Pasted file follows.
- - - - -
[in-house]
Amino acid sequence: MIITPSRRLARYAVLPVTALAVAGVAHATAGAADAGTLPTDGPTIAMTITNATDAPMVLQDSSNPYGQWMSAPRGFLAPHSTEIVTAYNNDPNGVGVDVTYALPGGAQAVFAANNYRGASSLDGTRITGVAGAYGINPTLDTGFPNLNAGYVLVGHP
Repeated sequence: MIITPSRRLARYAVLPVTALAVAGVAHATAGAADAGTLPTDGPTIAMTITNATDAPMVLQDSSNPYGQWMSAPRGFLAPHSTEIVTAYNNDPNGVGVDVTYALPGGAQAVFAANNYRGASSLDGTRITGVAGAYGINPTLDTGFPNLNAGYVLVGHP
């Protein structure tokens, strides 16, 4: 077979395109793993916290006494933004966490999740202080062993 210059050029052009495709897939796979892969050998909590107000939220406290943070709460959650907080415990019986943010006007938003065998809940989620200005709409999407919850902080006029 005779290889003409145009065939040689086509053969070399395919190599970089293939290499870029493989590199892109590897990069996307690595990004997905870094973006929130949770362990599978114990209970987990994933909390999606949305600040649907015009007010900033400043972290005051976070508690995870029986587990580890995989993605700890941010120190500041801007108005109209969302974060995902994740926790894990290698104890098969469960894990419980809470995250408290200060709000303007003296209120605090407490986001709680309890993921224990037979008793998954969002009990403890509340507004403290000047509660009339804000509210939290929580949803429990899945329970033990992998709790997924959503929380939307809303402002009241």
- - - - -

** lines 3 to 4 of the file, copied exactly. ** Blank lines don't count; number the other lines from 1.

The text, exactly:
Repeated sequence: MIITPSRRLARYAVLPVTALAVAGVAHATAGAADAGTLPTDGPTIAMTITNATDAPMVLQDSSNPYGQWMSAPRGFLAPHSTEIVTAYNNDPNGVGVDVTYALPGGAQAVFAANNYRGASSLDGTRITGVAGAYGINPTLDTGFPNLNAGYVLVGHP
């Protein structure tokens, strides 16, 4: 077979395109793993916290006494933004966490999740202080062993 210059050029052009495709897939796979892969050998909590107000939220406290943070709460959650907080415990019986943010006007938003065998809940989620200005709409999407919850902080006029 005779290889003409145009065939040689086509053969070399395919190599970089293939290499870029493989590199892109590897990069996307690595990004997905870094973006929130949770362990599978114990209970987990994933909390999606949305600040649907015009007010900033400043972290005051976070508690995870029986587990580890995989993605700890941010120190500041801007108005109209969302974060995902994740926790894990290698104890098969469960894990419980809470995250408290200060709000303007003296209120605090407490986001709680309890993921224990037979008793998954969002009990403890509340507004403290000047509660009339804000509210939290929580949803429990899945329970033990992998709790997924959503929380939307809303402002009241």